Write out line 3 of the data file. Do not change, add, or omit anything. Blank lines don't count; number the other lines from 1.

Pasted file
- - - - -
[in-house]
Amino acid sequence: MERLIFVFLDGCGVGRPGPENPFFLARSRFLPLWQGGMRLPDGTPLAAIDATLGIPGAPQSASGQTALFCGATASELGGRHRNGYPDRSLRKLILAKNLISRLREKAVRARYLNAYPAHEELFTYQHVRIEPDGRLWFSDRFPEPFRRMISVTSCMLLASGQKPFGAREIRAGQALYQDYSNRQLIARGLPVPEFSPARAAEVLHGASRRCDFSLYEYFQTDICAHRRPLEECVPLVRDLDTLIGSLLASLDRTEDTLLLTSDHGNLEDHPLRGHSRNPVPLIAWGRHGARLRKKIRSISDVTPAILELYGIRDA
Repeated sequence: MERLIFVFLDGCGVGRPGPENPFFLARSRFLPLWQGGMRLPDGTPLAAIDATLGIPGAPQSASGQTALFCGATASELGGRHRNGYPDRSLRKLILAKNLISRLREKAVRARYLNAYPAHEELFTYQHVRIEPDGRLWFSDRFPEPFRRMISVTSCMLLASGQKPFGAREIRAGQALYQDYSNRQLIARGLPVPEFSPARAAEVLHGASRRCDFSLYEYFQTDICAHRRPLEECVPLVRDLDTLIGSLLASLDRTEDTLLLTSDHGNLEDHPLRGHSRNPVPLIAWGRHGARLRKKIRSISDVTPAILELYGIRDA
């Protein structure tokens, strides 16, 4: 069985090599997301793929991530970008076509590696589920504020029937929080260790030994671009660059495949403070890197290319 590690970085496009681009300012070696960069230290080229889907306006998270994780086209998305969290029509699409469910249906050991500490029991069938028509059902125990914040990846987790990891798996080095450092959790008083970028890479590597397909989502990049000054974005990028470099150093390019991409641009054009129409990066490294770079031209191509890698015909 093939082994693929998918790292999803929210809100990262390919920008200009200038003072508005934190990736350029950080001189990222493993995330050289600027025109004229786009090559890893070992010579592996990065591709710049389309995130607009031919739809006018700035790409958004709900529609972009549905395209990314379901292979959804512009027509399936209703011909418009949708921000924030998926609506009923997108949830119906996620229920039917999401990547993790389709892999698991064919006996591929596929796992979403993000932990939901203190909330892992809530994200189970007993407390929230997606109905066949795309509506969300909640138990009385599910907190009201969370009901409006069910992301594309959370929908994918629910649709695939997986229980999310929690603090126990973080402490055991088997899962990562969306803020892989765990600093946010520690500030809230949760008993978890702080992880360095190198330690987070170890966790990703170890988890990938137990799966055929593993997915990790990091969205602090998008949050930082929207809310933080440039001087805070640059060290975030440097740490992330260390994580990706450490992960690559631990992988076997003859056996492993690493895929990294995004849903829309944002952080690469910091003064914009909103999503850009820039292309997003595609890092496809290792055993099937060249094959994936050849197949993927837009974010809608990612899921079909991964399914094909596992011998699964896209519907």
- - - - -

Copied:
Repeated sequence: MERLIFVFLDGCGVGRPGPENPFFLARSRFLPLWQGGMRLPDGTPLAAIDATLGIPGAPQSASGQTALFCGATASELGGRHRNGYPDRSLRKLILAKNLISRLREKAVRARYLNAYPAHEELFTYQHVRIEPDGRLWFSDRFPEPFRRMISVTSCMLLASGQKPFGAREIRAGQALYQDYSNRQLIARGLPVPEFSPARAAEVLHGASRRCDFSLYEYFQTDICAHRRPLEECVPLVRDLDTLIGSLLASLDRTEDTLLLTSDHGNLEDHPLRGHSRNPVPLIAWGRHGARLRKKIRSISDVTPAILELYGIRDA